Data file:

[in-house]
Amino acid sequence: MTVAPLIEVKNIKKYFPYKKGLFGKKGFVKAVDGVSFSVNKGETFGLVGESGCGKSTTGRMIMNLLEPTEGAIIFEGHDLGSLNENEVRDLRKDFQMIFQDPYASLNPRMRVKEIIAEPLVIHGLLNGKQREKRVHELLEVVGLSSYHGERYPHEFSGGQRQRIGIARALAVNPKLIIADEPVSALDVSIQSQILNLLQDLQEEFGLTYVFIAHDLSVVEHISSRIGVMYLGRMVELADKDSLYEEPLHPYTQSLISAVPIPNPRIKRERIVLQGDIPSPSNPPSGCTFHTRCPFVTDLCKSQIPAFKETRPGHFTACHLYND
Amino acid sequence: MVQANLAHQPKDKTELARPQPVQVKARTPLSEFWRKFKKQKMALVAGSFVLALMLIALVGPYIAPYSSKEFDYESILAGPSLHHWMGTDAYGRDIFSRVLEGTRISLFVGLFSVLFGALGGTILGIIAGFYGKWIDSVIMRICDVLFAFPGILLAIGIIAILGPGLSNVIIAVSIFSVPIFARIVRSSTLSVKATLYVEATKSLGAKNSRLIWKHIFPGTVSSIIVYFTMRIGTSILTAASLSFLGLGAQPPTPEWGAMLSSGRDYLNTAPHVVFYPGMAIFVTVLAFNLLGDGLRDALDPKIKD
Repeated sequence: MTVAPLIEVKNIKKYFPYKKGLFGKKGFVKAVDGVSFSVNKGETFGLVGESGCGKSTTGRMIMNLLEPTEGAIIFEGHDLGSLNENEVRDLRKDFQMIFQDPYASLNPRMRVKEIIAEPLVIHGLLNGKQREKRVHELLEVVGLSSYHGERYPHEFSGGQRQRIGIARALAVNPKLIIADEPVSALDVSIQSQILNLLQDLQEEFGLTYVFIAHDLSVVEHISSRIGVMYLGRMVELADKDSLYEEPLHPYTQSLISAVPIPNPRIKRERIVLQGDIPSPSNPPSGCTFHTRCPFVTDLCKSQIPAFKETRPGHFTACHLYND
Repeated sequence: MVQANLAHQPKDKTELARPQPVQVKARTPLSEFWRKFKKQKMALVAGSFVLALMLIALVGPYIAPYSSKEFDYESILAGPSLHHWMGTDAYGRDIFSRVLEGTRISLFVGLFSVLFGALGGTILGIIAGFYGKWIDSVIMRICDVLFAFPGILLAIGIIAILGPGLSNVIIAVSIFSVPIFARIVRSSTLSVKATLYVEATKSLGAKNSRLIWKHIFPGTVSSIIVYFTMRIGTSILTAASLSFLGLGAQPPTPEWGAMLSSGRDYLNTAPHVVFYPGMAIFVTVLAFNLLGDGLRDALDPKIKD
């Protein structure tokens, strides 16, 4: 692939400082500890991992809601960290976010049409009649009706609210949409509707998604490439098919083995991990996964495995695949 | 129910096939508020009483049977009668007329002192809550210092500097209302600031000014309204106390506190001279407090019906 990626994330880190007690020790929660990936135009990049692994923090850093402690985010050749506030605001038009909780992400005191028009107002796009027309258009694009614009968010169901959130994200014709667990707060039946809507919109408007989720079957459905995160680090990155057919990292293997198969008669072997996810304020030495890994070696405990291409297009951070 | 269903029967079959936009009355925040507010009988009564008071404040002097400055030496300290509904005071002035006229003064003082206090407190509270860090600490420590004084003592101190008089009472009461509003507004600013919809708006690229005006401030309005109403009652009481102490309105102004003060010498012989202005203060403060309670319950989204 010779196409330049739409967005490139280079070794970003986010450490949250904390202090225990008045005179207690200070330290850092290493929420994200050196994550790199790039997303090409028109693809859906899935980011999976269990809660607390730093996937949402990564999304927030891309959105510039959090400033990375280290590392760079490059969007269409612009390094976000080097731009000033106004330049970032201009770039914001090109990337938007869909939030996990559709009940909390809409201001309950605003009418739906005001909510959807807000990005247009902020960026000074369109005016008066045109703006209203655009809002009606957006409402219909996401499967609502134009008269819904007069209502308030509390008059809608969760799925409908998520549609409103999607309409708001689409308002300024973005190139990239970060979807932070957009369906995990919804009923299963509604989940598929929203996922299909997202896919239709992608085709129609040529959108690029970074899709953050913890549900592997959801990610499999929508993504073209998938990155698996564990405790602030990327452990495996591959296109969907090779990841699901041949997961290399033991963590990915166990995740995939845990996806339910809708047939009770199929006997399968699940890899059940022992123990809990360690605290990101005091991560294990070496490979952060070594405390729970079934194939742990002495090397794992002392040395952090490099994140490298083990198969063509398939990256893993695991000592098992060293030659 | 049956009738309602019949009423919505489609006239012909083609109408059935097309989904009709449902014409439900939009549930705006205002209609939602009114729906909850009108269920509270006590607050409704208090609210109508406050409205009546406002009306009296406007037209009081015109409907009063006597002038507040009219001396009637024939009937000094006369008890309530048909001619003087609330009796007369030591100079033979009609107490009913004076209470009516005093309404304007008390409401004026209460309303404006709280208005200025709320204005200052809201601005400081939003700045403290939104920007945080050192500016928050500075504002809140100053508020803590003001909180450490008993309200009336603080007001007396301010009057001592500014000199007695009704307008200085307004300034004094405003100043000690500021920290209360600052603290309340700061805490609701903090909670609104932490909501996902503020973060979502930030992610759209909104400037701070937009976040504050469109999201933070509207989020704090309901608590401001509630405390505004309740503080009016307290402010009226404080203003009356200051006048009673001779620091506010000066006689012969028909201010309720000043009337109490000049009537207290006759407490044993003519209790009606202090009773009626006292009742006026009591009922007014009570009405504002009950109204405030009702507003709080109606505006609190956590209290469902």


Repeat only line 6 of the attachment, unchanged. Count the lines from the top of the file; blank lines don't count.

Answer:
């Protein structure tokens, strides 16, 4: 692939400082500890991992809601960290976010049409009649009706609210949409509707998604490439098919083995991990996964495995695949 | 129910096939508020009483049977009668007329002192809550210092500097209302600031000014309204106390506190001279407090019906 990626994330880190007690020790929660990936135009990049692994923090850093402690985010050749506030605001038009909780992400005191028009107002796009027309258009694009614009968010169901959130994200014709667990707060039946809507919109408007989720079957459905995160680090990155057919990292293997198969008669072997996810304020030495890994070696405990291409297009951070 | 269903029967079959936009009355925040507010009988009564008071404040002097400055030496300290509904005071002035006229003064003082206090407190509270860090600490420590004084003592101190008089009472009461509003507004600013919809708006690229005006401030309005109403009652009481102490309105102004003060010498012989202005203060403060309670319950989204 010779196409330049739409967005490139280079070794970003986010450490949250904390202090225990008045005179207690200070330290850092290493929420994200050196994550790199790039997303090409028109693809859906899935980011999976269990809660607390730093996937949402990564999304927030891309959105510039959090400033990375280290590392760079490059969007269409612009390094976000080097731009000033106004330049970032201009770039914001090109990337938007869909939030996990559709009940909390809409201001309950605003009418739906005001909510959807807000990005247009902020960026000074369109005016008066045109703006209203655009809002009606957006409402219909996401499967609502134009008269819904007069209502308030509390008059809608969760799925409908998520549609409103999607309409708001689409308002300024973005190139990239970060979807932070957009369906995990919804009923299963509604989940598929929203996922299909997202896919239709992608085709129609040529959108690029970074899709953050913890549900592997959801990610499999929508993504073209998938990155698996564990405790602030990327452990495996591959296109969907090779990841699901041949997961290399033991963590990915166990995740995939845990996806339910809708047939009770199929006997399968699940890899059940022992123990809990360690605290990101005091991560294990070496490979952060070594405390729970079934194939742990002495090397794992002392040395952090490099994140490298083990198969063509398939990256893993695991000592098992060293030659 | 049956009738309602019949009423919505489609006239012909083609109408059935097309989904009709449902014409439900939009549930705006205002209609939602009114729906909850009108269920509270006590607050409704208090609210109508406050409205009546406002009306009296406007037209009081015109409907009063006597002038507040009219001396009637024939009937000094006369008890309530048909001619003087609330009796007369030591100079033979009609107490009913004076209470009516005093309404304007008390409401004026209460309303404006709280208005200025709320204005200052809201601005400081939003700045403290939104920007945080050192500016928050500075504002809140100053508020803590003001909180450490008993309200009336603080007001007396301010009057001592500014000199007695009704307008200085307004300034004094405003100043000690500021920290209360600052603290309340700061805490609701903090909670609104932490909501996902503020973060979502930030992610759209909104400037701070937009976040504050469109999201933070509207989020704090309901608590401001509630405390505004309740503080009016307290402010009226404080203003009356200051006048009673001779620091506010000066006689012969028909201010309720000043009337109490000049009537207290006759407490044993003519209790009606202090009773009626006292009742006026009591009922007014009570009405504002009950109204405030009702507003709080109606505006609190956590209290469902």